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Rainy and cold, it’s been a terrible summer for my tomato plants though the garden is one of my favourite parts of the season. I derive a little joy and pride from anything we can manage to grow on our small plot. I also like trying out a few “experiments” or new vegetables. Last year, we had some colourful tomatoes. This year, we’re trying to grow long, Sicilian zucchini, commonly known as tromboncino. These large vines grow quickly (I measured up to 3 inches a day!), latching on to anything in their path. They hold pale green zucchini that can grow to three feet or more, dangling just above the ground. If you are ever in a neighbourhood of Italians, you’ll see these zucchini swinging from trellises, clothes lines or trees.

My husband grew up shadowing his grandfather in his garden, filled with tromboncino, and had always wanted to give the plant a try. My mom found some seeds and presented my husband with three plants in the spring. We planted all three and strung a rope from the fence to our house, guiding the zucchini along. The vines have started to weigh down the rope and we search desperately for zucchini every morning. So far we have a bulky plant and nothing to eat from it.

But that all changed a few days ago, both problems being solved with one solution. Recently my husband’s Sicilian Nonna visited our home and she looking upon our experiment with glee. Laughing at our sagging rope holding up the vines she had two things to say right away: first, we need to cut off some leaves and vines, the plant is too heavy and second, those tenerumi make a great pasta!

I had to ask for an explanation of “tenerumi” – certainly she didn’t mean the actual vegetables, the few zucchini that sprouted are only a few inches long. No, tenerumi are the offshoots of the main vine that stretch out, with young leaves at the tips and curly tendrils trying to grasp on to anything nearby. I’ve been pulling these shoots and tendrils back from the fence as they keep trying to make an escape for my neighbour’s yard and guide them in the right direction. The wisdom I gained from that Nonna visit was this: cutting off the tenerumi focuses the growth on the main lines of the plant (so they’ll grow big zucchini!), but also they are a delicacy to eat. Some even say they taste better than the zucchinis themselves.

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And so it came to be that that very night, after some delicate pruning of the zucchini plant, tenerumi pasta graced our dinner table. The dish has quite a bit of broth, but a fresh and light taste, that doesn’t really taste like zucchini. You can easily replace the tenerumi with swiss chard or spinach, or even add extra other greens to the dish. Since I have a lot of tenerumi to go through, I’ll be making this a few times. Fingers crossed that we get some actual zucchini out of this experiment eventually!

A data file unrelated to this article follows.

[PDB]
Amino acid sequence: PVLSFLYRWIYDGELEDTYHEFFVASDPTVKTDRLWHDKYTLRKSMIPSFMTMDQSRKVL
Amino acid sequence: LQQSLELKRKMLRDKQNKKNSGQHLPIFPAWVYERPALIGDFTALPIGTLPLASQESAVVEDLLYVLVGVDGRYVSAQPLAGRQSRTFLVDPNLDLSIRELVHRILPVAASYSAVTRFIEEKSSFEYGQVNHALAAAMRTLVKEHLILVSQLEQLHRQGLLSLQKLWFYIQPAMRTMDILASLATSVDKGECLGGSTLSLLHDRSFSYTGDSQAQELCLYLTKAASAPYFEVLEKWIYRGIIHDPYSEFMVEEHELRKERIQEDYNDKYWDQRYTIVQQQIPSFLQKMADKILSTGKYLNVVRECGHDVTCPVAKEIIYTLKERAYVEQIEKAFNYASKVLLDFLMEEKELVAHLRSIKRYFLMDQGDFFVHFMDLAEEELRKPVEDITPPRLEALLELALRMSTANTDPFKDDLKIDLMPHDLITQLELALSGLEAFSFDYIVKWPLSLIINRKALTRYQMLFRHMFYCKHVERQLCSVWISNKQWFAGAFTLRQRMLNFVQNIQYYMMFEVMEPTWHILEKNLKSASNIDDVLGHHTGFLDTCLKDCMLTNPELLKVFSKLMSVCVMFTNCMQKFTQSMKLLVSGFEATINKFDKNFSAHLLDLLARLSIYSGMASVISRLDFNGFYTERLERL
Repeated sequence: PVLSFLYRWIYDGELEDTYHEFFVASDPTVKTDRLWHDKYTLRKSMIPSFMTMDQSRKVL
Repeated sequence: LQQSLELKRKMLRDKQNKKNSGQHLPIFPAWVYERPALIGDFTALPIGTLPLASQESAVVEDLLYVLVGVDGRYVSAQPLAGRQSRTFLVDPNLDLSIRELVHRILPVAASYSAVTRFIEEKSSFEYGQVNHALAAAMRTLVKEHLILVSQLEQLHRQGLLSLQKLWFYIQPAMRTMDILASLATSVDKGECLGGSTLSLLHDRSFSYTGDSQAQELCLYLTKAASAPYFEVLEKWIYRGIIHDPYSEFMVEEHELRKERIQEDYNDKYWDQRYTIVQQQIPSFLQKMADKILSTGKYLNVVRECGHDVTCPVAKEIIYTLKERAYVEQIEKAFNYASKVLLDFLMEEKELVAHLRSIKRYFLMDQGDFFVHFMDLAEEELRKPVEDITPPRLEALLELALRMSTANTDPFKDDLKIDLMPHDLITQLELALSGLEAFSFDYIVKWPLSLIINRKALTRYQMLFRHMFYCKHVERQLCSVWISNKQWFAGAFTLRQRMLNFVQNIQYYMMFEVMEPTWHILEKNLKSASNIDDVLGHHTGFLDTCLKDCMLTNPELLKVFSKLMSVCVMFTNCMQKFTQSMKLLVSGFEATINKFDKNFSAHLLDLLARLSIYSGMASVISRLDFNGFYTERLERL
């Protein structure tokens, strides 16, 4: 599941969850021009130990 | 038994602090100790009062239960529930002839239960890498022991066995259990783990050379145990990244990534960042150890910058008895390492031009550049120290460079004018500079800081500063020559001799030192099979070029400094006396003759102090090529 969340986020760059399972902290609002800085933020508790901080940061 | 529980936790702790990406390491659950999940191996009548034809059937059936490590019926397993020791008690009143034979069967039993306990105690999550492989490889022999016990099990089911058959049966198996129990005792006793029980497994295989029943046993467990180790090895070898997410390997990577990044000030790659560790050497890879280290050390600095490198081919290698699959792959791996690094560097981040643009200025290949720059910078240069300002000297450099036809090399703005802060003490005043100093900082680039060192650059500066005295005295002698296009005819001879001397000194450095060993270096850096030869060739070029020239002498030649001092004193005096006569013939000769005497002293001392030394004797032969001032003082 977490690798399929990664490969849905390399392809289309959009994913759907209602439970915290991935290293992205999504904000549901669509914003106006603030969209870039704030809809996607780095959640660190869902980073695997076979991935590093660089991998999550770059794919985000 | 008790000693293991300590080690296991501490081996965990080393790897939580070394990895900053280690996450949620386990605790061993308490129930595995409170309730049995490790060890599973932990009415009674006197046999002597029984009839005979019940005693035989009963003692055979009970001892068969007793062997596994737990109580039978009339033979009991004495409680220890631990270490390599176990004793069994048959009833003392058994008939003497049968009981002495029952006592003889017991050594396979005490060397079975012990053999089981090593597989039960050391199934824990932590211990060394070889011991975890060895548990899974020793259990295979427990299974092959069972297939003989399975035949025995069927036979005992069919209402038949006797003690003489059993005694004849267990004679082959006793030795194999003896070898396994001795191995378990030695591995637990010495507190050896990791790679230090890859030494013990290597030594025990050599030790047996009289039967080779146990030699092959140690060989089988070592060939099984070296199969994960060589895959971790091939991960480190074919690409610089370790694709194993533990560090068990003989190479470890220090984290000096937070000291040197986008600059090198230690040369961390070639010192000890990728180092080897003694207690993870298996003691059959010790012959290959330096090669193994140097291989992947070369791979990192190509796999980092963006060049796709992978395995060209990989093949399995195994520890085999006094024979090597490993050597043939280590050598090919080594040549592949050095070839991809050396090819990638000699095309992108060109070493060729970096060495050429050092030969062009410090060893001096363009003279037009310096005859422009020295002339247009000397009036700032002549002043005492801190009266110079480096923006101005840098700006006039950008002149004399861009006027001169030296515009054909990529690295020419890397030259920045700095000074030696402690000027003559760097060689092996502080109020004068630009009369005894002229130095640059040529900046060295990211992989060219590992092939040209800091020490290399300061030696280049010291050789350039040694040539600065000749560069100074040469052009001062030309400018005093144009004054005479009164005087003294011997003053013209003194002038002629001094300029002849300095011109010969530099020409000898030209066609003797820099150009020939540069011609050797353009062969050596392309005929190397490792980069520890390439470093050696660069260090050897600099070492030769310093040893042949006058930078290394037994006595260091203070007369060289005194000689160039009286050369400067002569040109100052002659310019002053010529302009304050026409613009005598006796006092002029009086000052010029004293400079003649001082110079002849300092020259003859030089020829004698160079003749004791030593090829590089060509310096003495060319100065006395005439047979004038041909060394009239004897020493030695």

Tenerumi Pasta
250-300g pasta (for four people)
1 large onion
1 large or 2 medium potatoes
4 cups chopped tenerumi
1 cup peel tomatoes
olive oil
salt
Parmigiano Reggiano for sprinkling

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Cut off approximately 10-12 tenerumi from your zucchini plant. Using a knife, cut off all the curly small tendrils. You’ll also want to cut off the harder base of the shoot: to do this, slide your knife through the vine every half inch until you find the point where it becomes tender and easy to cut through (you get no resistance). Discard the harder part of the vine. Any leaves on the tender remaining area can be eaten as  well.

Wash the tenerumi thoroughly in water. When the shoots are very fresh, your water might froth up a bit. Once rinsed, chop into one-inch pieces, including the leaves. Peel and roughly chop the onion. Wash, peel and cube the potato.

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In a small pan with one tablespoon of olive oil, saute the onions until translucent. At the same time, fill a large pot with approximately 3 to 4 inches of water and put it on high heat.

Once the onions are cooked, add the peeled tomatoes to them and simmer, stirring often, until the tomatoes break down. If this mixture becomes too dry and begins to stick to the bottom of your pan, add some water from the boiling pot, about half a cup at a time, to keep it loose and bubbling.

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Once the pot of water comes to a boil, add salt to taste and add the potatoes. Allow the potatoes to boil for three to five minutes, then add in the tenerumi to the water. Once the water comes back up to a boil, add in the pasta and cook until al dente.

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When the pasta is ready, don’t drain it! You want to keep all that broth created by the potatoes, pasta and tenerumi. But you’ll need to make a decision about just how soupy you want your dish to be. You can remove some of the water with a cup or keep it all to have your pasta in a broth. Add in the tomato and onion mixture and stir well.

Dish into bowls and top with a drizzle of olive oil and, if desired, grated Parmigiano Reggiano cheese.

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